How you’re treated at the door tells you almost everything about a restaurant. Most chain restaurants, for example, feature a scripted greeting that’s intended to make up for the soullessness of the functionary hired to deliver it. Then there’s the deer-in-the-headlights look of the startled greeter who says only, “Two for dinner?” And peels a pair of menus from a stack before depositing you at the table indicated on the dry-erase map.
A well-known restaurant in downtown Albany offered the greeting “Welcome home!” Corny, but it worked—and I never felt neglected there. And that, I think, is the key: a sense of being home.
My family and I stopped in at Valente’s Restaurant during the recent Super Bowl. It’s a tradition with us: Find a place without TV sets, enjoy a meal in an uncrowded setting. I mention this in light of the handful of Valente’s reviews I found on various websites, which paint a varied but largely enthusiastic picture of the place, and of the fact that I visited on what I assumed would be a slow night. It was. Which carries its own degree of dining risk, because inattentiveness gives rise to the greatest of restaurant sins, neglect.
And so to that good sense of welcome. Our greeting—low-key, pleasant, sincere—promised the experience we went on to enjoy.
Valente’s opened in 1958, with recipes from family doyenne Nadine Valente, preserved today by Jack and Don Valente, her son and grandson. It sits not far from the Armory in Watervliet, and had a long run as Valente’s Rustic Restaurant until a 2003 fire destroyed the place. It reopened a year later, on the same spot, and I’m suspecting it picked up right where it left off, serving a traditional Italian menu and making sure you leave the place with take-home containers.
It began with a cup of vegetable-bean soup as a starter (pasta e fagioli was the other offering, each priced at $3.25/$5.95) that was tasty and unobtrusive. This is a place where reliability trumps innovation.
The deluxe antipasto comes in two sizes ($7.95/$9.95), with the smaller supposedly good for up to two people but, as our server assured us, accommodating enough for three to four. It’s not a fancy affair: A ring of salami slices peek through the edges of a heap of lettuce, among or upon which are cucumber slices, grape tomatoes, provolone, olives, hot cherry peppers and pickled red peppers, nicely dressed with a traditional Italian mix. Which is exactly what I expected, and thus was I pleased.
Other appetizers include chicken wings ($7), mozzarella sticks ($6.25), potato skins ($7), steamed clams ($8.25), fried calamari ($9) and more, and there are some salads big enough to count as entrées, such as an $11 chef’s and a $9 Caesar (add chicken for another $2).
We learned that you can take the parmigiana premise beyond chicken ($14), eggplant ($15) and veal ($17). It’s a breaded, fried cutlet topped with tomato sauce and melted mozzarella, so why not haddock ($17)? This was a special that evening, presenting a generously sized slice of the fish with the requisite toppings, my only quarrel being that I prefer the item to be sautéed rather than deep-fried. But fish works nicely in that context.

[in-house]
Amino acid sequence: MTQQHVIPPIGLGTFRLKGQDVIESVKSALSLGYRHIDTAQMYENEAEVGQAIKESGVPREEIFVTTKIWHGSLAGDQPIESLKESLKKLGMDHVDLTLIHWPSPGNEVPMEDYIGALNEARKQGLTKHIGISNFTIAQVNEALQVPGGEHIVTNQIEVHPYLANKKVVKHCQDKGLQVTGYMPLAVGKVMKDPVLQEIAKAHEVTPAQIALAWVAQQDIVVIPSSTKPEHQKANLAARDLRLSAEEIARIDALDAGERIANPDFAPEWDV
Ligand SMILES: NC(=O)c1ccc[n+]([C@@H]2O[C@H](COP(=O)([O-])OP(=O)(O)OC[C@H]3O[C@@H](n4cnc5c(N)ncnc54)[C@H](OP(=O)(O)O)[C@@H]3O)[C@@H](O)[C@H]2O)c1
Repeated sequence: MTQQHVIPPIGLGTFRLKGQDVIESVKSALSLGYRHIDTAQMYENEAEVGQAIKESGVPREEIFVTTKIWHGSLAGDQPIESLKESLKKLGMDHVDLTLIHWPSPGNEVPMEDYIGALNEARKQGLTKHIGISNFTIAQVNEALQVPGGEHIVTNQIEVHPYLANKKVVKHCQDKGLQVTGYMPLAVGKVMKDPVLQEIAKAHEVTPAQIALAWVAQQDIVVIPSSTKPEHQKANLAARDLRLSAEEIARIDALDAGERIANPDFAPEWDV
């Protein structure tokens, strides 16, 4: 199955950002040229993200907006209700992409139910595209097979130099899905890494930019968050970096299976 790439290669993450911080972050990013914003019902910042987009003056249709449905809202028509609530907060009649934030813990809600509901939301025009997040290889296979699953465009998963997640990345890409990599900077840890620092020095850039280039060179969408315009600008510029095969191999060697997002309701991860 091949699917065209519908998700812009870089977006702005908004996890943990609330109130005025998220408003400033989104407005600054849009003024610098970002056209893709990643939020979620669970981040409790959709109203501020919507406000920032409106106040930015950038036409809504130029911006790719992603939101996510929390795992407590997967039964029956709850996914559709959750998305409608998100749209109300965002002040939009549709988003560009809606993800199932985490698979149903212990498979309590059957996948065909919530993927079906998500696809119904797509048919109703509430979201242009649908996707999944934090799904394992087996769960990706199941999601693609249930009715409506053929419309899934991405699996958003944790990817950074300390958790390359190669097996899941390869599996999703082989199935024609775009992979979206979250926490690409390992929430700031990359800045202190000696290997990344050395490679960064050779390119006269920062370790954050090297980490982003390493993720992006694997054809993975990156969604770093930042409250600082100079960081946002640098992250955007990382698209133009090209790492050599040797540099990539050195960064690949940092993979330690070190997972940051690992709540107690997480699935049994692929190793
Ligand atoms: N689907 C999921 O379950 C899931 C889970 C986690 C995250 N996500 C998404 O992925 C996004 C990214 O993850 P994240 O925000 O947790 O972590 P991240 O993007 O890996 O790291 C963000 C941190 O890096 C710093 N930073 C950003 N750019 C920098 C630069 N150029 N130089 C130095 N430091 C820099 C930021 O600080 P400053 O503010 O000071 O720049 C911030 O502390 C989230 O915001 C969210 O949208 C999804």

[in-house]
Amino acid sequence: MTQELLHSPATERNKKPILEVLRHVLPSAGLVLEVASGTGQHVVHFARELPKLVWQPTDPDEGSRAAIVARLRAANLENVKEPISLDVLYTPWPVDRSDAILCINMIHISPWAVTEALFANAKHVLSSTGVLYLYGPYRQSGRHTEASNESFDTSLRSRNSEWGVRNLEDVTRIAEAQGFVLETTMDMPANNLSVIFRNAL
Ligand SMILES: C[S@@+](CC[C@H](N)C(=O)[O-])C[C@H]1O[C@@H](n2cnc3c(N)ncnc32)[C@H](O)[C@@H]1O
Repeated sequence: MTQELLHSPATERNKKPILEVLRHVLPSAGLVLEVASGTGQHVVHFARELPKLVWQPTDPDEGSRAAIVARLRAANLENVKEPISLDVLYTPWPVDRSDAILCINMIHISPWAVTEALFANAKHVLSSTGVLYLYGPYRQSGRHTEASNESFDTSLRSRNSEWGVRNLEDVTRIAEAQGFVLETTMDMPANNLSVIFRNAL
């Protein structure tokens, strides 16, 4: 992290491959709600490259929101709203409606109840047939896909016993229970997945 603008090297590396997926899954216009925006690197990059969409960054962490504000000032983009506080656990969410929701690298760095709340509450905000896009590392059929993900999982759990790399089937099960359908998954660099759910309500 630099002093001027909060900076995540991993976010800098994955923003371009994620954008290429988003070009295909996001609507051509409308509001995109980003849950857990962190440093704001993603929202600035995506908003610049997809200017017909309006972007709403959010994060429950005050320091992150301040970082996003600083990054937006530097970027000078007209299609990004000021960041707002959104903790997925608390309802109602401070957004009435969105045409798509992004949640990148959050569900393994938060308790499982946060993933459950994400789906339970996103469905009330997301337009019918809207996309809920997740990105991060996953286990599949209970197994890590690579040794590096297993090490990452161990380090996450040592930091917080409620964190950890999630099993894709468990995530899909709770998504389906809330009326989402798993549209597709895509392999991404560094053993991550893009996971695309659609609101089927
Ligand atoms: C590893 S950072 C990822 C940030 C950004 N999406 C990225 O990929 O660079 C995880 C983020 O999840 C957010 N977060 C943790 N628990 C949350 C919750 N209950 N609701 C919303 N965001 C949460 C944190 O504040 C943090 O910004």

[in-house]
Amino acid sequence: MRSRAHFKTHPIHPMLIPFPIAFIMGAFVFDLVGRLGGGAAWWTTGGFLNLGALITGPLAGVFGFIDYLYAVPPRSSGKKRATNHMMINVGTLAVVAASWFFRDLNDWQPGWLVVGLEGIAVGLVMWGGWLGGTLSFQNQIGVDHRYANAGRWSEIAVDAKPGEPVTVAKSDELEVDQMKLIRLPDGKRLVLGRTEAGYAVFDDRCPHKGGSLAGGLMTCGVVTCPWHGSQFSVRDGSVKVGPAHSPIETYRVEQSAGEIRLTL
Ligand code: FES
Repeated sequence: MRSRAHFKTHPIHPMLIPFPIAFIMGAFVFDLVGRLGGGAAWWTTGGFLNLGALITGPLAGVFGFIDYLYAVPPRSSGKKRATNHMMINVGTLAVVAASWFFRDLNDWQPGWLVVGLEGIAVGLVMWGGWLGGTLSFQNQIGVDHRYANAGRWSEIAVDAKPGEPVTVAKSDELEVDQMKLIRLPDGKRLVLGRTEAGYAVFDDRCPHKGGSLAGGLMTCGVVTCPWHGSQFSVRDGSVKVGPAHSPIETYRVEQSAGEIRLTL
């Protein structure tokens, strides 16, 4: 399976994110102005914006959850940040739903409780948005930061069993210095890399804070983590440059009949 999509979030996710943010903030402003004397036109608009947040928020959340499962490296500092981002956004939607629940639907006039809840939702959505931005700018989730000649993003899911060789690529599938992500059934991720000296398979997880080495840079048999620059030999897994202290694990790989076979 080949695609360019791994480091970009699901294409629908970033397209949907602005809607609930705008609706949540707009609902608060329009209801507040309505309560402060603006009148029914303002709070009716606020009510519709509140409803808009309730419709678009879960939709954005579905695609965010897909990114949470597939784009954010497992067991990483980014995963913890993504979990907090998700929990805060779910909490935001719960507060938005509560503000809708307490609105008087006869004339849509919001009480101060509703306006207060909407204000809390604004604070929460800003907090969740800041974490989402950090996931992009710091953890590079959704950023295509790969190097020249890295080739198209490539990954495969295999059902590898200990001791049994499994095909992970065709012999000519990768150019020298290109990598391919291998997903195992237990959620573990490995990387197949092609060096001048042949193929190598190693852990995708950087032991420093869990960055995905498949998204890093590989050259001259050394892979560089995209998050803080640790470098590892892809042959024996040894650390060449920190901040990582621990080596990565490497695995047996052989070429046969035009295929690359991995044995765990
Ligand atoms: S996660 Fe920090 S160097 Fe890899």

Not surprisingly, there’s a multitude of chicken and veal dishes to choose among. You can get either of them layered with eggplant and cheese (di Sorrento, $16/$18), and in various Marsala-enhanced preparations. Veal also is available “alla Dan” ($20), with layers of eggplant, prosciutto and mozzarella; the egg-battered Francaise ($15) and the classic scallopine ($18).
Chicken Bolognese is $16, and some appealing butter-enhanced preparations include alla Caston (sautéed with mushrooms, topped with provolone cheese, $16) and alla Grande (sautéed with rosemary and bay leaf, $15). They even have a $12 fried chicken.
You can grab an inexpensive plate of pasta for $12, choosing from a number of shapes and enjoying the house-made tomato sauce. With meatballs or sausage or marinara it’s $14; meat sauce brings it to $15. Then come the variations: garlic butter with anchovies ($15), with grilled chicken, calamari or mussels in marinara ($15), clam sauce ($16), add shrimp to that ($18), add scallops and mussels to that ($21).
Three-cheese ravioli or ricotta-stuffed manicotti can be ordered with tomato sauce ($13), or with meatballs or sausage ($15). Of course there’s sirloin (10 ounces for $17, 12 ounces for $18) and the Delmonico is $19. Pork chops and the hard-to-find beef liver also are available. And speaking of hard-to-find: When’s the last time you saw frog’s legs ($17) offered?
Which was tempting, but I decided to throw down the critical gauntlet and order lasagna ($15) from their specialties list. And may I say that this is one of the better preparations i’ve ever had? It’s not just the hugeness that swayed me, although the leftovers were good for two more meals. It was the hard-to-achieve balance of meat and cheese, pasta and sauce, with lively flavors of sausage giving snap to the dish. Too often it’s an overbaked afterthought. This was fresh and terrific.
Other specialties are three fettuccini classics: Alfredo ($15), carbonara ($17) and with prosciutto and mushrooms ($19).
On the seafood list are haddock (broiled for $15, fried for $16), any number of shrimp dishes, calamari, scallops and lobster tails. And a $15 salmon filet that—no surprise at this point—was baked to a point that left the interior flaky and moist, and served with a dill-enhanced sauce that completed the classical context.
Not surprisingly, and takeout containers notwithstanding, we were too sated to try a dessert, which is a list of cakes and pies most of which are made elsewhere. A fresh cup of coffee was all I needed to brace me for the drive home, and the memory of Valente’s was maintained for a few at-home meals thereafter.